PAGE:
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Employee ordered to pay £100,000 costs

Related content: Employee ordered to pay £100,000 costs

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28.
Susan Walker
Member - 36 posts
31 Aug 2011 10:03AM

Wise guys? That shut us up! But true of course, all this goes nowhere and a nano bit of quantum never hurt anyone .........................yet!


27.
Susan Walker
Member - 36 posts
30 Aug 2011 3:35PM

Well done Peter! Peace be with you too! Holidays? Working hours? Breaks? Never heard of them!!!!


26.
James Vizard
Member - 43 posts
30 Aug 2011 7:52AM

I know Simon I had Eric Pickles trying to confiscate my golden pig the other day I had to put my foot down...


25.
simon hardwicke
Member - 30 posts
26 Aug 2011 9:12AM

James
the Cleggeron Hybrid can increase my contributions, but it can think again if it wants to take my Butler away.......


24.
Peter Browning
Member - 115 posts
26 Aug 2011 8:51AM

Prove it ? I cannot, but it is a very reasonable assumption to state that the majority of private employers were, at one time in their lives, an employee. It is equally true to state that I cannot prove, as claimed by Lorraine, that "there are far more cowboy employers out there than vexatious claimants".

It is however, comfortably easy to agree with Lorraine when she writes "There are good & bad on both sides- neither employees nor employers should be all tarred with the same brush".

In an attempt to restore some peace to this debate, may I suggest that all those who believe that employers are oppressive "cowboys" who batten onto the backs of their workers should, please, go and start a business, anything that will require you to become an employer. Then please write to us all here, and let us know how you get on. It will surely make very interesting reading. Thanks and regards, Peter.


23.
Lorraine Kerr
Member - 256 posts
25 Aug 2011 12:44PM

Trust me, Susan, in my current and previous jobs, I can't afford to wear rose-coloured specs- the thought amuses me greatly, given my reputation as a cynic.
And inexperienced from all sides of employment I am not.

Perhaps you would be better suited to the American employers' market? Apparently, employees there only get a maximum of 10 paid holidays a year (including publics).
I wouldn't recommend France, though ;-)


22.
John Maltby
Member - 73 posts
25 Aug 2011 11:03AM

Thats right Mark, and when the machine is bought and handed over to the hospital they declare that they need finance for 5 more staff and training to operate it. Finding they cannot get yet more money because the chief executive is getting yet another pay rise and bonus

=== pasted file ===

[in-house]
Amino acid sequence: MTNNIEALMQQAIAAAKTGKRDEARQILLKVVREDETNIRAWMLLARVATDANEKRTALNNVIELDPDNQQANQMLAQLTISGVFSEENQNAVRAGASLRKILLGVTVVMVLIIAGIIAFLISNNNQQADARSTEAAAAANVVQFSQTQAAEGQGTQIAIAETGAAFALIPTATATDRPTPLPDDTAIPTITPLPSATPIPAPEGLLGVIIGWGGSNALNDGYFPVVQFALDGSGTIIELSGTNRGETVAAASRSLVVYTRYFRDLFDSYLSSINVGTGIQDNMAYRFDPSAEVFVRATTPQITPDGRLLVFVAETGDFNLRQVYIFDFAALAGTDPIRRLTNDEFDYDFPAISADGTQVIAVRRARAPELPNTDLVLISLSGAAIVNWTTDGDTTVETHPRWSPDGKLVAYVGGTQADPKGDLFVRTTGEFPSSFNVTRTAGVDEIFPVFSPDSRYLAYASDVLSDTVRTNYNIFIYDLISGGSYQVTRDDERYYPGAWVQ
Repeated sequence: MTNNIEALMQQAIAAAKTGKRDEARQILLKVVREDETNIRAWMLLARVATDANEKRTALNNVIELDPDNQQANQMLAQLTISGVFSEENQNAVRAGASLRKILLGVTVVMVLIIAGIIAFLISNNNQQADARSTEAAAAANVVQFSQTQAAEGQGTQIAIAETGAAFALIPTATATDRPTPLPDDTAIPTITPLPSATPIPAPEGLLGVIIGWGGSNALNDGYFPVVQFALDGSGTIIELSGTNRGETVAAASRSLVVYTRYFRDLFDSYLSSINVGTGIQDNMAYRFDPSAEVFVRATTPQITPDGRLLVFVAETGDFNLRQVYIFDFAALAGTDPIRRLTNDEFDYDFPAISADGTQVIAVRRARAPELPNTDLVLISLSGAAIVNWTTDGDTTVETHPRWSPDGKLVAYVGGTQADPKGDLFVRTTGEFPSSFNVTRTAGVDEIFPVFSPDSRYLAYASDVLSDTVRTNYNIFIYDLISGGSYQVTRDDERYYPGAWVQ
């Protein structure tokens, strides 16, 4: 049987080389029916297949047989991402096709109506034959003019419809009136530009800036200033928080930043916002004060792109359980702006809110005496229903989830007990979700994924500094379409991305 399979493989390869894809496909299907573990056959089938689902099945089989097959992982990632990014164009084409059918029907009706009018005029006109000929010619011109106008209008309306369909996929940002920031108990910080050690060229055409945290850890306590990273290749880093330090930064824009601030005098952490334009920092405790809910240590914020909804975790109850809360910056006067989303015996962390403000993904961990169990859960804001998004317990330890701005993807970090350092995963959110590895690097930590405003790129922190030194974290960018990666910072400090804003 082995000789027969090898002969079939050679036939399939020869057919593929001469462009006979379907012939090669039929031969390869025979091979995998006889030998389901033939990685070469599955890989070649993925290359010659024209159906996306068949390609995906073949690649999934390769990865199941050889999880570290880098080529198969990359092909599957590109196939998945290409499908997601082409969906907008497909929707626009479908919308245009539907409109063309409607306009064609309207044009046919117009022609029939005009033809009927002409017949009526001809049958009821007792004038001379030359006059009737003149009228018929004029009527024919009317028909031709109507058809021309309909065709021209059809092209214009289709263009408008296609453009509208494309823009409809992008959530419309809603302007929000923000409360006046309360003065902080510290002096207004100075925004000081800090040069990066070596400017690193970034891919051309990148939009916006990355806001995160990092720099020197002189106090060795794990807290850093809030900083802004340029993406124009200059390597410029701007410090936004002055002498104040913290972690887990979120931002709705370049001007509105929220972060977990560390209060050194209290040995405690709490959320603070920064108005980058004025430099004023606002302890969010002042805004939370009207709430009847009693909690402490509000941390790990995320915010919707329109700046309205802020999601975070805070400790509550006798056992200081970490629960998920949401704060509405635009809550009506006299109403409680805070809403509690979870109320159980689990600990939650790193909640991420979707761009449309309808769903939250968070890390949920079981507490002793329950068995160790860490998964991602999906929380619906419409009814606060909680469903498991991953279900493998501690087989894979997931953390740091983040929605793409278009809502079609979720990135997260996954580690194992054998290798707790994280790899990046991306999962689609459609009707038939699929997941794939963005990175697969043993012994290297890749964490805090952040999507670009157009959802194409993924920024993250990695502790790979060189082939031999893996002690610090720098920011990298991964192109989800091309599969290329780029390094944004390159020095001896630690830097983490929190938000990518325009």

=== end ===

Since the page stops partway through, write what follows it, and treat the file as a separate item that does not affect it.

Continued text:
the machine is taken into government stock which is then sent out to another country as government aid and listed as an export and we are back to the start asking the people for donations!!


21.
Susan Walker
Member - 36 posts
25 Aug 2011 10:49AM

Nurses and teachers are essential it's all the hangers on! Yes and we all know about the people who have never done a proper days work in their lives, we have plenty of those in this country. No one disputes the importance of nurses and teachers, I have been one myself. I never agreed to striking though and never will. Those jobs are sacred to us all and the people they care for. I certainly gave my monies worth with all the extra time I gave to my students, no overtime then! Unfortunately it is the thousands of unnecessary ones who work in quangos and collections and make light of closing businesses down for no reason rather than settle disputes, employed for political reasons no doubt. It would be OK if there wasn't so much bestowed on the management of these vast tax payer funded machines! How many earn more than our Prime Minister? I'm surrounded by early retired civil servants who are having a wonderful time relaxing,holidaying, double dipping and holding bar-b-ques with other retired civil servants who have no financial worries at all and live twice as long. It doesn't work, we can't afford all this as a country; where does the money come from? There isn't any, we don't produce enough! The balance is wrong! Sorry to go on - it just frustrates me that so much time is spent on claims, law suits and schemes to remove more from the public purse, who's paying for that? I no longer have any pride in this country, There are too many who take what they don't deserve and will cause us all to suffer in the end! I'll bow out disgracefully and leave comments to the folks who have the time!